Georgia has actively participated in various international operations. Notably, between 2007 and 2008, Georgian forces in Iraq—2,000 strong—briefly composed the third-largest contingent after the United States and the United Kingdom ( Moreover, Georgia sent 1,700 military personnel to serve in Kabul and Helmand province in Afghanistan. In the past two years, 29 Georgian soldiers were killed and hundreds sustained injuries while serving alongside Western allies there ( Yet, despite its large commitment to the Afghanistan peacekeeping mission, as well as its troops’ considerable sacrifices, Georgia has not managed to obtain a Membership Acting Plan (MAP) to join the North Atlantic Treaty Organization (NATO). Tbilisi’s membership hopes were met with stiff resistance, primarily from Germany and France, which do not want to jeopardize their relations with Russia. “It cannot be ruled out that by its active participation in this peacekeeping operation [in Central Africa], the Georgian authorities want to [encourage] those forces in NATO that are not opposed to granting MAP for Georgia. But this intention is fairly naïve, as no one wants to irritate Moscow. Also, NATO adopts its decisions based on consensus; if just one country is against it, Georgia will not receive MAP at the next [Alliance] summit in Wales,” defense and security columnist Zurab Gogoberidze told Jamestown on February 20.

Therefore, the decision of the new Georgian government to dispatch troops to the Central African Republic was likely not simply tied to calculations about growing closer to NATO or receiving greater security guarantees from the West vis-à-vis Russia. Rather, the pledge to send peacekeepers abroad may have also been related to increasing the Georgian army’s prestige in society. It was no accident that the parliament voted on Georgia’s participation in a foreign mission on the eve of a memorable anniversary. On February 21–25, 1921, Georgian cadets died in clashes with the Red Army’s vastly superior forces on the outskirts of the capital (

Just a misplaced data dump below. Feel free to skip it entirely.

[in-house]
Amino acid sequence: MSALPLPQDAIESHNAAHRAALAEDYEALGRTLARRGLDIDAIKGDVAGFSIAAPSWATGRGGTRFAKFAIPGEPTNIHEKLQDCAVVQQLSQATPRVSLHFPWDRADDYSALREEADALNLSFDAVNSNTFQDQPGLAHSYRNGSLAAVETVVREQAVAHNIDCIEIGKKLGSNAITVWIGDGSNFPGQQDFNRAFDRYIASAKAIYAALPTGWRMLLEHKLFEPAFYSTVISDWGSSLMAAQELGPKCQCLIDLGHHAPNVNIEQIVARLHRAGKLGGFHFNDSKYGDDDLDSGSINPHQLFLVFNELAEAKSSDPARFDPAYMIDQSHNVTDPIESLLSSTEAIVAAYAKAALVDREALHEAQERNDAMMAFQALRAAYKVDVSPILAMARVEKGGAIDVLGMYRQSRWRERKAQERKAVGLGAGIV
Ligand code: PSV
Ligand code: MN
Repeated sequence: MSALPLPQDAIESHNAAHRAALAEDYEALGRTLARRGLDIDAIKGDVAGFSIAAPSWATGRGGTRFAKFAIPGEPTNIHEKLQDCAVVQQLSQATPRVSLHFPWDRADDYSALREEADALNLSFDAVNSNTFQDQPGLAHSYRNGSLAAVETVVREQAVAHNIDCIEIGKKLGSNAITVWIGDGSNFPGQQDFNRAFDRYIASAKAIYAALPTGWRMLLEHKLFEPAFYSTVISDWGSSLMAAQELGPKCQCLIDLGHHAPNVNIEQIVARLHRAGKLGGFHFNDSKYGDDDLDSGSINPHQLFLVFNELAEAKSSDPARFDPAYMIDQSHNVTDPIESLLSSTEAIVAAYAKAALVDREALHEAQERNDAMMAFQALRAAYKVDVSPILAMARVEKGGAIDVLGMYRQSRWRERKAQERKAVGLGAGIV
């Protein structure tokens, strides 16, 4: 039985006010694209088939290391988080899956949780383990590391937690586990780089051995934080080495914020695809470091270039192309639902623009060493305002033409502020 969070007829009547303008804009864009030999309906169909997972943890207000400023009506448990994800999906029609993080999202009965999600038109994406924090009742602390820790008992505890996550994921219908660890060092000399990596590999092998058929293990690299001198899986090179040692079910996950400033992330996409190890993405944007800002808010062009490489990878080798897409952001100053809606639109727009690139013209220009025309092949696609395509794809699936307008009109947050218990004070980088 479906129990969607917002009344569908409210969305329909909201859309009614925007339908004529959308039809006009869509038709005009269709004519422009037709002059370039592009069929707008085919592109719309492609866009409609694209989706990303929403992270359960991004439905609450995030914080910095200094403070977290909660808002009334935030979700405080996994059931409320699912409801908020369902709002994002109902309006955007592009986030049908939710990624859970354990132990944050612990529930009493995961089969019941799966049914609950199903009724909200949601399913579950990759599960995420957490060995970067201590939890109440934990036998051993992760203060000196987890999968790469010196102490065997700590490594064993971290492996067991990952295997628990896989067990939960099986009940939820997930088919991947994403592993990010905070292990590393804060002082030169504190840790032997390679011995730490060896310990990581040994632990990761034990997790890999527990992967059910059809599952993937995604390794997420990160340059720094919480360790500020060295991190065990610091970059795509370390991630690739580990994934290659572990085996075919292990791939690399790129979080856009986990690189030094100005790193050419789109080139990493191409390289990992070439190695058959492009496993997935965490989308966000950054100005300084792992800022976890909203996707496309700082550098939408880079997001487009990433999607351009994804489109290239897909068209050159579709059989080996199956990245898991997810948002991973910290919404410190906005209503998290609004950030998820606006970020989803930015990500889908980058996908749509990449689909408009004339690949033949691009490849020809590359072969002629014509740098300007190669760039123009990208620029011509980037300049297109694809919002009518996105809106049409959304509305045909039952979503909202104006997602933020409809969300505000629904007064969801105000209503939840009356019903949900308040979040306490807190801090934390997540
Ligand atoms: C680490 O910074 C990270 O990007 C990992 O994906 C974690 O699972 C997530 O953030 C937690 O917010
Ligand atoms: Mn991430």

Judging by the attitude of the new leaders of the country toward this anniversary, one can deduce that the leading politicians in the Georgian Dream coalition are trying to continue the pro-Western course of former president Mikheil Saakashvili. The coalition includes such pro-Western political figures as Minister of Defense Alasania from the Party of Free Democrats as well as parliamentary speaker David Usupashvili from the Republican Party. Even if this course does not result in the country’s full integration with NATO and the EU in the near future, it will, nevertheless, help to maintain Georgia’s international credentials as a consistent ally of the West. This is especially important to the government now as Georgia consciously continues to assess itself against Ukraine, whose earlier last-minute refusal to sign the Agreement of Association with the EU put the country on the brink of civil war.